Seti Abu Simbel Lake Resort
Abu Simbel Touristic Village, Abu Simbel, Egypt
More about Seti Abu Simbel Lake Resort
Smaller temple - dedicated to Queen Nefertari
JumpingNorman and Jumpingwife, Halloween 2010
Marielexoteria in DR costume in Helsinki Oct 2010
VTer JOIWATANI in Philippines, Aug-Sept 2010
Can anyone help...
Do you recommend visiting Abu Simbel in a half day day tour with flights / sightseeing from Aswan
staying overnight in Abu Simbe and also viewing the Sound and Light show - it it worth an overnight stay ????
Also, does anyone recommend any hotels in Abu Simbel, we want a room that's at least 3.5*, clean and comfy ????
Re: Abu Simbel
I would definitely recommend the overnight stay! They say the Sound and Light in Abu Simbel is the most beautiful in Egypt!
Going there for half a day by convoy is very stress-ful and crowdy. You need to get up at 3 am and be in a car or bus for at least 3 hours one way.
Going there by plane might make you able to avoid the masses but will be more expensive.
You can also go there by cruise across Lake Nasser, this will take you 4 days. But sure is the most relaxed way. We will be doing this next September.
There is a small village near the site, with a souk and maybe some shops.
My tourguide mentions 3 hotels:
Tourist Village Abu Simbel: A small equal floored little fortress in a candy cane pink colour at the entrance of the village, close to the tempels. Rooms are around a circular garden. Each room has a tiled floor, 2 beds with excellent matrasses, neat bathroom and airco. 50/70 LE (single/double bedroom) a night without breakfast (6 LE).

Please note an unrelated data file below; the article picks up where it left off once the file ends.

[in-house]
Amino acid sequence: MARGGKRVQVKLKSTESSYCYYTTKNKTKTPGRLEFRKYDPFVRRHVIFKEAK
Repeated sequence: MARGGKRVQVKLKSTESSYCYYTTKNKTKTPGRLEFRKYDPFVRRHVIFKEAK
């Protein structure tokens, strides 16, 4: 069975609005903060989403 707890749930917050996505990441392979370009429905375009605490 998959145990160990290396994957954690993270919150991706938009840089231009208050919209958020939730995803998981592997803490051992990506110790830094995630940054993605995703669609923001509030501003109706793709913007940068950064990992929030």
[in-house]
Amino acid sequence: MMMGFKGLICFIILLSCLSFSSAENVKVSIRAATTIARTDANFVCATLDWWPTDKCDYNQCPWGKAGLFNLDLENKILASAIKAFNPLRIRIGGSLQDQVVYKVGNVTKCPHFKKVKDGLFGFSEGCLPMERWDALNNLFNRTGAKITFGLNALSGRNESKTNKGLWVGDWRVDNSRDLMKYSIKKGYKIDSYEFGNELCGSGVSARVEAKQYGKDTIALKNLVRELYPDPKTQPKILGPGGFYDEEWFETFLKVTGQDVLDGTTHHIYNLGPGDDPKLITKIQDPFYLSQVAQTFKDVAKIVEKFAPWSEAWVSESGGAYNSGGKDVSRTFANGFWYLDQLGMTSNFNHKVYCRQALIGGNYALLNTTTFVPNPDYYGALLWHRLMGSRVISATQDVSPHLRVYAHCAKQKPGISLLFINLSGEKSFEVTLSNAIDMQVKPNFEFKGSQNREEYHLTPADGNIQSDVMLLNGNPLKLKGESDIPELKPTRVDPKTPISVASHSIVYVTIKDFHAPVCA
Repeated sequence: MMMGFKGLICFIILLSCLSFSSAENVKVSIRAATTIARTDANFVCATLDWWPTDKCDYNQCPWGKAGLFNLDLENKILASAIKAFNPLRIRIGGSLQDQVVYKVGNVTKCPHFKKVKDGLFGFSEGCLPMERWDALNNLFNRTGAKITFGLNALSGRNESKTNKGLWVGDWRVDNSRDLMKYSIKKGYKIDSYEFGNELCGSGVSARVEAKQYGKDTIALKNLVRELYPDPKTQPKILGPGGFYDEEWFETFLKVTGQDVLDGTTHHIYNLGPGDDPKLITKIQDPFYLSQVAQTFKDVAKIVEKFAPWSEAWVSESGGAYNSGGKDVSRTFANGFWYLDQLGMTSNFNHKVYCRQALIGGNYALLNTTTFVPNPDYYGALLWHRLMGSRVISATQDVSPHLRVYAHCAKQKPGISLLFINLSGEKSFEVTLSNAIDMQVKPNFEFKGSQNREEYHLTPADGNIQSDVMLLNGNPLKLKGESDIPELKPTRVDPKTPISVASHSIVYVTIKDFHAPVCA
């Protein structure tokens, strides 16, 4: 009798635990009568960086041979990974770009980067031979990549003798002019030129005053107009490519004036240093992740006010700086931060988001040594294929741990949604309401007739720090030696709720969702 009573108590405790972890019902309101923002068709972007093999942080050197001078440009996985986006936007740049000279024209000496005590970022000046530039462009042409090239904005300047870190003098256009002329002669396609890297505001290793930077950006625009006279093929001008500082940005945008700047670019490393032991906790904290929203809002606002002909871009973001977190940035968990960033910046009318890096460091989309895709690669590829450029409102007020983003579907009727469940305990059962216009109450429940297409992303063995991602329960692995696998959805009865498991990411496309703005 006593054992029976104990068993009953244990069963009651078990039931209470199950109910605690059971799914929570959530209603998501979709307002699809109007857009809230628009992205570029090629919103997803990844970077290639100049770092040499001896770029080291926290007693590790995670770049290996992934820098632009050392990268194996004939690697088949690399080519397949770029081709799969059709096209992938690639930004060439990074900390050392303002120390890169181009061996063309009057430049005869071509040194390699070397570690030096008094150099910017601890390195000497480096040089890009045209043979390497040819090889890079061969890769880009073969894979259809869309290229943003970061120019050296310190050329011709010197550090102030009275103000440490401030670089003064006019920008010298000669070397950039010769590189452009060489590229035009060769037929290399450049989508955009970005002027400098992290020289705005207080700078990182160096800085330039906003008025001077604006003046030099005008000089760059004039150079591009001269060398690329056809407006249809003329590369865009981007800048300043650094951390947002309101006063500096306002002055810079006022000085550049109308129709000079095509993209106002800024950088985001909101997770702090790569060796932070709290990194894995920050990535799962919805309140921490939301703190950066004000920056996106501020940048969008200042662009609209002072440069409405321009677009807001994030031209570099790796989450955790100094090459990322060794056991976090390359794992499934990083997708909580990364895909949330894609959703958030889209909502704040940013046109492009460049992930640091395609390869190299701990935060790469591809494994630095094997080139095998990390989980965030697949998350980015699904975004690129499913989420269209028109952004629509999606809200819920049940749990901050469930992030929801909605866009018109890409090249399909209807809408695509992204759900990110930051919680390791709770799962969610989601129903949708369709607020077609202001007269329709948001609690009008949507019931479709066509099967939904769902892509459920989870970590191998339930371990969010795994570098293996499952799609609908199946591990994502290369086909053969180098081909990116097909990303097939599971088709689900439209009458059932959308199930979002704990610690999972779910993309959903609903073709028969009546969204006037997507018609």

Nobaleh Ramses Hotel: 3 star hotel near the little souk. $60 a night.
Seti Abu Simbel: A very beautiful 5 star hotel that in general receives groups. The single bungalows are shattered in the lustrous garden directly on Lake Nasser. With swimming pool. $130/175 a night for a single/double room.
Abu Simbel can be a more expensive place, since it is so far away of the beaten path. Just a small percentage of the tourists go there.
Travel Tips for Temple of Abu Simbel
Great Temple General History background
The Giza Pyramids and the Great Temple of Abu Simbel present the most familiar images of ancient Egypt.
Abu Simbel is an archaeological site comprising two massive rock Temples in southern Egypt on the western bank of Lake Nasser about 290 km southwest of Aswan.
It is considered that the twin Temples was originally carved out of the mountainside during the reign of Pharaoh Ramesses II in the XIII-th century BC. He constructed the monument to himself and his queen Nefertari. Also he wanted to commemorate his alleged victory at the Battle of Kadesh, and to intimidate his Nubian neighbours.
The main Temple was dedicated to Ramesses II and to the four universal gods Ptah, Re-Harakhte, Amun-Re, and to Ramesses II himself. Abu Simbel is considered to be the most impressive of the seven temples, which Ramesses II built.
The Great Temple was hewn out of the rock to a depth of about 60 m. The axis of the Temple was aligned from west to east in such a way that twice every year, on February 20 and October 20 (now one day later, on February 21 and October 21), the rays of the rising sun reached the divine figures on the rear wall of the sanctuary.
Lake Nasser temples
between Aswan and Abu Simbel you have: